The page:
The Discovery Update E-Letter Articles

26Jul2016

If You Don’t Know the Answer, Then That’s Your Answer

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As the question hangs in the air, you can see the tension working on the witness. Her face screws up, she looks at the ceiling, tenses her shoulders, and delays. As you call for a time-out in the preparation session, the witness blurts out, “What should I say? I don’t know the answer!”
21Jul2015

What Do You Do When the Witness Stalls in a Deposition?

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In a deposition, it’s common practice to show a witness a document and give them a moment to review it. Often the deposing lawyer will ask if they’re familiar with that particular document. In most instances, the witness will flip through the document and within 10-15 seconds state whether they’ve seen it before.
09Jun2015

20 Tips for Attorneys Working with Interpreters

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Working as an international journalist often means interviewing people with whom you don’t share a common language. Even if you spend months or years studying a language, you may be better off using a trained interpreter, who can translate not just the words but the nuances of what your source is saying.
05May2015

Deposing an Expert Witness – 6 Tips For Success

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Worried about deposing an opponent’s expert? Don’t be. With plenty of preparation and the right strategy you can flush out a weak expert well before your case goes to trial. We’ve rounded up some tips from top litigators and legal advisers around the country to help you make the right moves during this crucial phase of your case.
01Feb2014

101: Deposition Techniques: Get Your Ducks in a Row

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By Kara M. Burgos, Andrew B. Hebl & Eric J. Ryberg
Explain the process. Follow your outline. Listen to the witness. Be curious. Don’t be deterred by objections. Keep your cool. These and other tips for successfully deposing lay and expert witnesses are culled from the authors’ many years of experience and varied practice areas.
01Oct2013

How Does A Lawyer Prepare To Take A Deposition?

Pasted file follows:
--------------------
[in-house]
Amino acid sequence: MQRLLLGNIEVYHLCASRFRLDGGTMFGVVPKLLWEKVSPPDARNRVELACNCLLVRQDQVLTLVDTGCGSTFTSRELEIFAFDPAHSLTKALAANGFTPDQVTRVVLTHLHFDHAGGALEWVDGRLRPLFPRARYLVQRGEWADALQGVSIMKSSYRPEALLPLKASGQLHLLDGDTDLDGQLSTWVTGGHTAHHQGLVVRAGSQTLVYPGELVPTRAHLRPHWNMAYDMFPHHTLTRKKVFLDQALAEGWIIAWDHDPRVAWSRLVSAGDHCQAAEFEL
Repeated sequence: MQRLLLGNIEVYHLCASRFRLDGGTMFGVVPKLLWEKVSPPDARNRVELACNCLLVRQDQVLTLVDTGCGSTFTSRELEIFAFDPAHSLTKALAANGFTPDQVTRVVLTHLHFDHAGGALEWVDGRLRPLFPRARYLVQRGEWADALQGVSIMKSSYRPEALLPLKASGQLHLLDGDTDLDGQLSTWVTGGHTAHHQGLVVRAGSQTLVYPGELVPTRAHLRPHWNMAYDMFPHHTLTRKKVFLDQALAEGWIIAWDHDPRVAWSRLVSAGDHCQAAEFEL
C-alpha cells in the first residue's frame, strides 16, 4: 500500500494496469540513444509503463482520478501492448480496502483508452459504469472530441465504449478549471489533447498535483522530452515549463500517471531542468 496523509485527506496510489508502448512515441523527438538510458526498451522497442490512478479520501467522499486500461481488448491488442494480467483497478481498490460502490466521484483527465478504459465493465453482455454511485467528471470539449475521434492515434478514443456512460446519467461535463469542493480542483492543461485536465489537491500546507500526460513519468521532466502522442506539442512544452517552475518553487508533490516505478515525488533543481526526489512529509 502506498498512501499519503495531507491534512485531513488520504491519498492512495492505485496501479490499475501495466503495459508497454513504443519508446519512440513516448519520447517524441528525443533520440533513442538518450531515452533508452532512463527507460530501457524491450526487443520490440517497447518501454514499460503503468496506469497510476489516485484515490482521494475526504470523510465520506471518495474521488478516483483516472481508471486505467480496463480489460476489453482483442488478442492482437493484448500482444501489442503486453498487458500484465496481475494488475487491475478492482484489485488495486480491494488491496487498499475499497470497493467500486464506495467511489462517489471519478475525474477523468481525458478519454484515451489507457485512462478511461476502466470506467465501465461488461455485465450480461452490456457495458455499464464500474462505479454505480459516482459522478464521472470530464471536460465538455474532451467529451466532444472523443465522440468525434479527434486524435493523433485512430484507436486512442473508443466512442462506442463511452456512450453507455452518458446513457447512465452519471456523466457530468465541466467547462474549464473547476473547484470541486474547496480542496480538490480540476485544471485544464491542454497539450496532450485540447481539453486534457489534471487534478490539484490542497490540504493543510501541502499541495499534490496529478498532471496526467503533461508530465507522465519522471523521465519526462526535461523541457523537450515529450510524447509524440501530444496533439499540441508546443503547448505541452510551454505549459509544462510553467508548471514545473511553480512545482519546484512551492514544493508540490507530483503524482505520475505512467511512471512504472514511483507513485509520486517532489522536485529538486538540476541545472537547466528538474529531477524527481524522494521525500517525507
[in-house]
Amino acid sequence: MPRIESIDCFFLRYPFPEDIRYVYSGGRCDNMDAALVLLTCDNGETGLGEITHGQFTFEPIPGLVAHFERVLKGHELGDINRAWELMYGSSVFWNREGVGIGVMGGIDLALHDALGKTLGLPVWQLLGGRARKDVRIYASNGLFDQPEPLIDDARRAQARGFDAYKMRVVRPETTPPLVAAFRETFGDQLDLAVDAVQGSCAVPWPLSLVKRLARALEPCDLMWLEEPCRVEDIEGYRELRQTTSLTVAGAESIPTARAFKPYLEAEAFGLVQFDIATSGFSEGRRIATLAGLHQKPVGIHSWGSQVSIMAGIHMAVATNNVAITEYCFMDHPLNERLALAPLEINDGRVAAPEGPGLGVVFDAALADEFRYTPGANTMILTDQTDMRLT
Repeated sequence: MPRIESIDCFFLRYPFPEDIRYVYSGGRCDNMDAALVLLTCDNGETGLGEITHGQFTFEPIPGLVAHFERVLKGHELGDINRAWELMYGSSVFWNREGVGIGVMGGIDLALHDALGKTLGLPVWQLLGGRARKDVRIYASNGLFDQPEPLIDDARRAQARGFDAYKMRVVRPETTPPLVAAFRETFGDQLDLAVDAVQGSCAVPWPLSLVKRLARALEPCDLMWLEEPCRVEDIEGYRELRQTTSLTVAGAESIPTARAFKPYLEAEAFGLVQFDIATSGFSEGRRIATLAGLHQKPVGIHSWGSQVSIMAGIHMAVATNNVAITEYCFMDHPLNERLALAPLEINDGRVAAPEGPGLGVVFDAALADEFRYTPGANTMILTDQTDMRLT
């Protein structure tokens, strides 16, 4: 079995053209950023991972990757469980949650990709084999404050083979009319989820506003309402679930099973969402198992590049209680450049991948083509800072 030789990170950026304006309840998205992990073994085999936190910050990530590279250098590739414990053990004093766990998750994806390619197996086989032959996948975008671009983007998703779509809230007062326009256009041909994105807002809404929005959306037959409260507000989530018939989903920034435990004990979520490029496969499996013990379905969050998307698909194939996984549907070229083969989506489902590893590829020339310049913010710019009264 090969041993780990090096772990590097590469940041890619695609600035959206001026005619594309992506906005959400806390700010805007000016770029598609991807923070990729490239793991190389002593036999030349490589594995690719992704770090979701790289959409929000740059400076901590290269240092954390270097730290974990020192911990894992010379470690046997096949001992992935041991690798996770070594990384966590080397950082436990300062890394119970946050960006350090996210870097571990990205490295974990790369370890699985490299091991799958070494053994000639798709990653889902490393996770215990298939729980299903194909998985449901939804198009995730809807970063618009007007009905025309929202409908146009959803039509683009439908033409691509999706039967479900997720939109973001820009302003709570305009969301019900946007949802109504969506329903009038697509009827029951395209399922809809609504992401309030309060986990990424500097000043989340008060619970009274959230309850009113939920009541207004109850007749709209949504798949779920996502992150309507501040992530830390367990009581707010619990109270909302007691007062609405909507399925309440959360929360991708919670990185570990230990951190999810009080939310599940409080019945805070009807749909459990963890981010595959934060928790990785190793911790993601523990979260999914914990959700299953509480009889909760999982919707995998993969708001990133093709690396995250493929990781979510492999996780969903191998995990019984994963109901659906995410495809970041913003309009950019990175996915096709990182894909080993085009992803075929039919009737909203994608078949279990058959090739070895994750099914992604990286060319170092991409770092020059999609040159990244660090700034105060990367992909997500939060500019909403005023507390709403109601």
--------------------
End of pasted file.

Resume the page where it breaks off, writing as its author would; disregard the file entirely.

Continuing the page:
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By Max Kennerly
One of my most popular posts among lawyers is “Be A Potted Plant: Sanctions For Deposition Coaching and Witness Conferences,” which talks about how to defend a deposition in federal court, or, rather, how a lawyer should not defend a deposition of their client by acting like a fool at the deposition and interposing speaking objections.
01Jan2013

Preparing Your Deponent for Sound-Bite Questions

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Sound-bite questions are a hallmark of depositions taken of Persons Most Knowledgeable (PMK aka Persons Most Qualified or PMQ) within an organization on certain topics.  Here are some examples:
“Does your company, manufacturer XYZ, have ethical considerations in the design of its products?” “Does ABC Hospital care about the safety of its patients?” “Was it important to your company that African-American employees not be harassed because of their race?” Of course,
01Feb2011

Why Preparing Clients for Deposition is Like Making Pancakes

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By Brian Wilson, Nicodemo & Wilson, Canton, OH
What is the one HUGE secret for making fluffy pancakes that rise like they should, as opposed to those paper thin, dense duds devoid of any texture or sponginess? And, by the way, as a long time weekend pancake slinger, this secret applies to homemade recipes (my usual choice) all the way down to the instant “just add water”
01Apr2010

Appropriate Objections in a Deposition

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By Gordon Levinson, Ph.D., Levinson Law Group
Have you ever taken a deposition and had your opponent continually assert inappropriate objections? One after the other: “Irrelevant” “hearsay” “assumes facts not in evidence,” “calls for an opinion.” Obnoxious, isn’t it? Or worse yet, an attorney makes speaking objections blatantly designed to coach the witness,
01Feb2010

Preparing Your Client for Deposition

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By David Newdorf, Newdorf Legal, San Francisco, California
Defending your client’s deposition can be a nerve-wracking, sweaty armpit experience.  At the end of the day, a weak performance or just one poor answer can sink a case.  But even with stakes this high, most lawyers do not spend enough time preparing the client to testify. 
01Jan2010

When and How to Object During a Deposition

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By Paul Mark Sandler and John J. Lovejoy
(Please note: this article focuses on Maryland law and the information shouldn’t be assumed for other states.) In civil litigation, objection-free depositions are unheard of. Attorneys pepper the transcripts with interruptions. In truth, though, they often make unnecessary objections or fail to make them properly.
01Sep2008

15 Deposition Techniques for Medical Malpractice Cases

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By Gerry Oginski, Law Office of Gerald Oginski, New York
QUESTIONS TO ASK: Preparation is the entire key to a doctor’s deposition and you must spend countless hours reviewing the entire file, reviewing all the medical records, notes and entries in the chart. You also must know and review your theory of liability,
11Nov2007

Deposition Tips: More Than a Refresher

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posted @ www.radio.weblogs.com
The Basics Taking depositions is easy. A wizened trial lawyer once told me, “Just ask a lot of questions.” In a loose sense, he’s right. But if you’ve never taken or attended a deposition there are some things that seem obvious to a veteran lawyer but which the novice lawyer doesn’t necessarily appreciate.